Jury is in on cartilage formation

A diagram describing loading and unloading.

Hydrostatic pressure, similar to the forces created when one walks, is key to forming cartilage in joints. Photo courtesy of Elizabeth Loboa.

The jury had been out for years on the best environment for cartilage tissue engineering. Some studies suggested that the use of microgravity bioreactors, which approximate a zero-gravity environment, are the way to go, while others believe that bioreactors that approximate the effects of hydrostatic pressure, similar to the forces created when one walks, are key.

After years of competing theories, the jury is finally in.

MU Engineering Dean and Bioengineering Professor Elizabeth Loboa and her research team from the universities of North Carolina State and University of North Carolina, Chapel Hill concluded that the hydrostatic pressure method was the preferred method in their recent paper, “Comparison of Simulated Microgravity and Hydrostatic Pressure for Chondrogenesis of hASC,” published in Aerospace Medicine and Human Performance.

“Some studies suggest that microgravity bioreactors are ideal for the process to take place, while others show that bioreactors that mimic the hydrostatic pressure needed to produce cartilage might be more ideal. Our first-of-its-kind study was designed to test both theories,” Loboa explained.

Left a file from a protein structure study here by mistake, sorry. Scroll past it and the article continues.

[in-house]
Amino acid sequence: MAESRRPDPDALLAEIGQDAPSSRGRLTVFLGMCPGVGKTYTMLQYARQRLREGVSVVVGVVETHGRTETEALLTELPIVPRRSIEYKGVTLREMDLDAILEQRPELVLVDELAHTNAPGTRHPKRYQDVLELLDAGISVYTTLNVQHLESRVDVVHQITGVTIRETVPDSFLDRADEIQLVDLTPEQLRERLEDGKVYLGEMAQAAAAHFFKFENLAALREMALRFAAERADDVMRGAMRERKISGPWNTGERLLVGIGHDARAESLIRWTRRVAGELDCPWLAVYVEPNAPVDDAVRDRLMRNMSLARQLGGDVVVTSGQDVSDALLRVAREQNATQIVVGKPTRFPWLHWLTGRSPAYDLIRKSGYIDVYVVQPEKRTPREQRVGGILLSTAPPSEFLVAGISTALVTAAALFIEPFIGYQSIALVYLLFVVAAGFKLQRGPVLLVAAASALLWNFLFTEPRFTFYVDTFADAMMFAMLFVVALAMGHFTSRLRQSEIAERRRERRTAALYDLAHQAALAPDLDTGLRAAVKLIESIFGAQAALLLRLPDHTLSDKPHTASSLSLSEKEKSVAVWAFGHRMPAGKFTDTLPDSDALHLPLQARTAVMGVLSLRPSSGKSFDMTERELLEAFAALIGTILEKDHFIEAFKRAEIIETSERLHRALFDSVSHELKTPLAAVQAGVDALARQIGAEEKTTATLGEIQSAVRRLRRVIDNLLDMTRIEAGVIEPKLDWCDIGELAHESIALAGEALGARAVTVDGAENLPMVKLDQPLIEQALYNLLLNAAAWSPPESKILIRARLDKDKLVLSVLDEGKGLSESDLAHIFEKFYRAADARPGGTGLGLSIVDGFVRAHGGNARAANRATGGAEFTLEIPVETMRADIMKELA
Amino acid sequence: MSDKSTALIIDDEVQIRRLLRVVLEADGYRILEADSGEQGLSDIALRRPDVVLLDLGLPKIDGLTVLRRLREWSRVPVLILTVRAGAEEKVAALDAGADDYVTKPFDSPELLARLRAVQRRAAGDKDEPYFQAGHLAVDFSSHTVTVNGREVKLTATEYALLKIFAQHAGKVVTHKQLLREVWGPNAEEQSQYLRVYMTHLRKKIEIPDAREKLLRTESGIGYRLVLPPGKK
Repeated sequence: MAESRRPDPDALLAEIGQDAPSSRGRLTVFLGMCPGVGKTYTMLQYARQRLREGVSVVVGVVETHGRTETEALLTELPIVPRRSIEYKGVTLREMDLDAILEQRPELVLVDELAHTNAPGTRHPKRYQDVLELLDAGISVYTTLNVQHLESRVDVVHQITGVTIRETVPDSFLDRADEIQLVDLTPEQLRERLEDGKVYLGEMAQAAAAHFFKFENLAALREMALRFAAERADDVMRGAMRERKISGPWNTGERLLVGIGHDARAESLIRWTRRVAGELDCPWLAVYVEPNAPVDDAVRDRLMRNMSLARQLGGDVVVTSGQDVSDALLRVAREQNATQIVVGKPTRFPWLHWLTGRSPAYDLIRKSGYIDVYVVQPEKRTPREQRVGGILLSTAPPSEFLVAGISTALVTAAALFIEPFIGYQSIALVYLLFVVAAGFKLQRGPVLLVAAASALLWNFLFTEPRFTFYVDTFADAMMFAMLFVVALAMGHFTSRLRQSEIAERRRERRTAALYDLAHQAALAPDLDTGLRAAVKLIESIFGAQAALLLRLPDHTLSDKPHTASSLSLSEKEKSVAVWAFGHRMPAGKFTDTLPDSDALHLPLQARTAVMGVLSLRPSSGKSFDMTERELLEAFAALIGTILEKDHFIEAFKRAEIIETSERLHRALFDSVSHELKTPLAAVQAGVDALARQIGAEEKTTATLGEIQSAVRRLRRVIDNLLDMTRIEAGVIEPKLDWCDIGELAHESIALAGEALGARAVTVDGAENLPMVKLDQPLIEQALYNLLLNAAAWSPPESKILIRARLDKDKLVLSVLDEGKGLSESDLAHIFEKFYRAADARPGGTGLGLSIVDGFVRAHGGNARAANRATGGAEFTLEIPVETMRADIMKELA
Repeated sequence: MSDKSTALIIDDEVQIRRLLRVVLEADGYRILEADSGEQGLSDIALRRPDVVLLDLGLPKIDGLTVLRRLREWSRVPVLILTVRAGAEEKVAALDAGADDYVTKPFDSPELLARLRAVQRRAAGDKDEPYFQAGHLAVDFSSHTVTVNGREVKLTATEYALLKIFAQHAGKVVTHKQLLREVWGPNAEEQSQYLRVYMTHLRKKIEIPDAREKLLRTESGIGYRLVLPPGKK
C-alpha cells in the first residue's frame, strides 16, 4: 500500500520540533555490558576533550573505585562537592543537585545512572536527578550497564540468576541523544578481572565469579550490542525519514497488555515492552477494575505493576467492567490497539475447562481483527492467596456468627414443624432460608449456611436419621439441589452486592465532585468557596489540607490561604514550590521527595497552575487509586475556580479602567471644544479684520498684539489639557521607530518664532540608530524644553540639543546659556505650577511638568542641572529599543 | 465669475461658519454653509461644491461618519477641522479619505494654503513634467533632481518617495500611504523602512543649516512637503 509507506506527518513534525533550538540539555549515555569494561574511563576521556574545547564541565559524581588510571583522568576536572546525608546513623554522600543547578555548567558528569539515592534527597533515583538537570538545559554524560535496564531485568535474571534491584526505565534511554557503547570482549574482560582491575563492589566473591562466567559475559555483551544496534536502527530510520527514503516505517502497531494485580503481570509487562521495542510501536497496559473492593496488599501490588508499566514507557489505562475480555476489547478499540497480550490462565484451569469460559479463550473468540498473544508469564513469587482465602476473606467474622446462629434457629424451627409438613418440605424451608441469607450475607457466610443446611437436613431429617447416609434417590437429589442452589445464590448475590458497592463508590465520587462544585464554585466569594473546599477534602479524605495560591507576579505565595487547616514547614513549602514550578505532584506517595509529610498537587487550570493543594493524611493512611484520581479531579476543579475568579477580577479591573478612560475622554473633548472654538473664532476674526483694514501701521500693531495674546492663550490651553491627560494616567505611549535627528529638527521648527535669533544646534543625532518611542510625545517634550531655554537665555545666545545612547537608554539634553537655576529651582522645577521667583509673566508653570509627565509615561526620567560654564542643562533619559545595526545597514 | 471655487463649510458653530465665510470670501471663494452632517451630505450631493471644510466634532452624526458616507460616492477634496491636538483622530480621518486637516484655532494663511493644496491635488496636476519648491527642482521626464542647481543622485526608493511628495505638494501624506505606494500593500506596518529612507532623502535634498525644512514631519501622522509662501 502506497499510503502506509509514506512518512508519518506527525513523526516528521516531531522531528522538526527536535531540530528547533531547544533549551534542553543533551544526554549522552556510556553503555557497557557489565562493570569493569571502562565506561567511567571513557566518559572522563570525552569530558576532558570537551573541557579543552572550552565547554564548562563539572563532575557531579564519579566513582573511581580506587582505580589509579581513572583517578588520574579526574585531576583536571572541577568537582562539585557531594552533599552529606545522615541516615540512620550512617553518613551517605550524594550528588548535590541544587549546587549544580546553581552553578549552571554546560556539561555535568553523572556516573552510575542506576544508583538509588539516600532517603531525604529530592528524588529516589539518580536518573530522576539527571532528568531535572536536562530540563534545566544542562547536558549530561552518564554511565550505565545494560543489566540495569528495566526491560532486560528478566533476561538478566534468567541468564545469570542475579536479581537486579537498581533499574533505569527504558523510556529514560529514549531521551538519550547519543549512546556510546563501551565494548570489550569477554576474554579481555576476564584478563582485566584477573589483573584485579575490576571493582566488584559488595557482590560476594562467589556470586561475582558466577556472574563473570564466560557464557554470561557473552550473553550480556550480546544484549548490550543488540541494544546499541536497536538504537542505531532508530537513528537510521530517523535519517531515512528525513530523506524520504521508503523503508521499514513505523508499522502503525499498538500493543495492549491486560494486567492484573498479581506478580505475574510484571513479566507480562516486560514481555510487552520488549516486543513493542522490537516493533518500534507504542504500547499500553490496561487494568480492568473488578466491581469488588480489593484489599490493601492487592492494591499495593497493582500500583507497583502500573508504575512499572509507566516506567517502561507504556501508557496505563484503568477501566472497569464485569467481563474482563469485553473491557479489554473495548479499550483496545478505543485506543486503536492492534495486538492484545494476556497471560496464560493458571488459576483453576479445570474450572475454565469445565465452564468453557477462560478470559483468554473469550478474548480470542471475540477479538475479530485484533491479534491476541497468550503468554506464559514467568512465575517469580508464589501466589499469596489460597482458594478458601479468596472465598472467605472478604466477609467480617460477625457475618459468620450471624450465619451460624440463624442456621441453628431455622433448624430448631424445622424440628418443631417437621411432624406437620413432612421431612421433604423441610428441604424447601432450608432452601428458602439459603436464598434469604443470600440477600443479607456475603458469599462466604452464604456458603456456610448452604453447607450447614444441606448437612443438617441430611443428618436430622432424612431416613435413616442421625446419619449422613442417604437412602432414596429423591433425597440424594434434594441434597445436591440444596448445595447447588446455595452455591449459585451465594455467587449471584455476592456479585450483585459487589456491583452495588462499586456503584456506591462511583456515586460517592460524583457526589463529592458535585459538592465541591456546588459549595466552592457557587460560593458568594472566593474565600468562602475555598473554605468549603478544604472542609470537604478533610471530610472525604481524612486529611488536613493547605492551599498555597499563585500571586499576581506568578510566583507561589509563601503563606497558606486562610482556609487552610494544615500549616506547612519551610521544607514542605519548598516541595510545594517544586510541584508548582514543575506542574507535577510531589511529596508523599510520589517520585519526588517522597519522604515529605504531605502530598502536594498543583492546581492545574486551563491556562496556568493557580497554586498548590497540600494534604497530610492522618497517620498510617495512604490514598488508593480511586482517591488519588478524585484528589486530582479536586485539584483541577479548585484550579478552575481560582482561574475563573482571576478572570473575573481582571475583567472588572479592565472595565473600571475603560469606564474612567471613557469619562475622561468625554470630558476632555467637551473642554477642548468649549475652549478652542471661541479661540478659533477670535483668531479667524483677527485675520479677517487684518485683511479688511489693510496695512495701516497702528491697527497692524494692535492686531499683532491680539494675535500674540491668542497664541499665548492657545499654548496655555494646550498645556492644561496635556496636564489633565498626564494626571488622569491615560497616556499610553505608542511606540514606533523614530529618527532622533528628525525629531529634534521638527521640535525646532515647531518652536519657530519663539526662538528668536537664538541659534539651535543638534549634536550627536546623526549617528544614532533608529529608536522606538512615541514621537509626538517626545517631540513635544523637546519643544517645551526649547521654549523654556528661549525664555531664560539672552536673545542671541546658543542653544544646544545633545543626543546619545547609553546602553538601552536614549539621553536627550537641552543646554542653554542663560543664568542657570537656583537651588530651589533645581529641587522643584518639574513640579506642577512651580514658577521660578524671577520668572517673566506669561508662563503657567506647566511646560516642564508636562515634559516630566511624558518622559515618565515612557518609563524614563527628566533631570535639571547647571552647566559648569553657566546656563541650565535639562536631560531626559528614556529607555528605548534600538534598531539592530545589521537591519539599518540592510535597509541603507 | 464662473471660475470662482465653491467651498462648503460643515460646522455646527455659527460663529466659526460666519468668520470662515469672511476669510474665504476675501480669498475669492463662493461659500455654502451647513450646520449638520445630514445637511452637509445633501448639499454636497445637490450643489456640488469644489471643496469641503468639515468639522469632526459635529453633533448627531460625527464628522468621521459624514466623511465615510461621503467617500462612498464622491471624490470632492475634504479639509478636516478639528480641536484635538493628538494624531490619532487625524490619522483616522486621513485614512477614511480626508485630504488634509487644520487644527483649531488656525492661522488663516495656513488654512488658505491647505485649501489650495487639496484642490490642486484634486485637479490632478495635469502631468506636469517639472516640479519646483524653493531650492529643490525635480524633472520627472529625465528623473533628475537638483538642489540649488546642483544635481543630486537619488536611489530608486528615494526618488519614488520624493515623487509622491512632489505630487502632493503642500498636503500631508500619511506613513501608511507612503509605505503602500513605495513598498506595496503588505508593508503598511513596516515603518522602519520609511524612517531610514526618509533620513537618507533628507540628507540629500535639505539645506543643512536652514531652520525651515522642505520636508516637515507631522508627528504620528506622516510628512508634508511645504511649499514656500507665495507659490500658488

Cartilage tissue does not regenerate once lost, so to replace it, scientists often use bioreactors or other devices that support tissue and cell development, which cause certain cells to begin the process of becoming cartilage. Figuring out the best environment for these cells to undergo that process is critical.

The study — funded by the National Space Biomedical Research Institute through NASA, the National Institutes of Health, and the National Science Foundation — compared both methods through a series of experiments using human adipose derived stem cells (hASC), or stem cells in fat. The results showed that cyclic hydrostatic pressure caused three times greater chondrogenic differentiation — the process through which cartilage is produced — and created stronger tissues. Microgravity, meanwhile, decreased production.

“The study also shows that microgravity, which is experienced in space and is similar to patients on prolonged bed rest or those who are paralyzed, may inhibit cartilage and bone formation. Bioengineers and flight surgeons involved with astronauts’ health should consider this as they make decisions for regenerating cartilage in patients and during space travel,” Loboa said.

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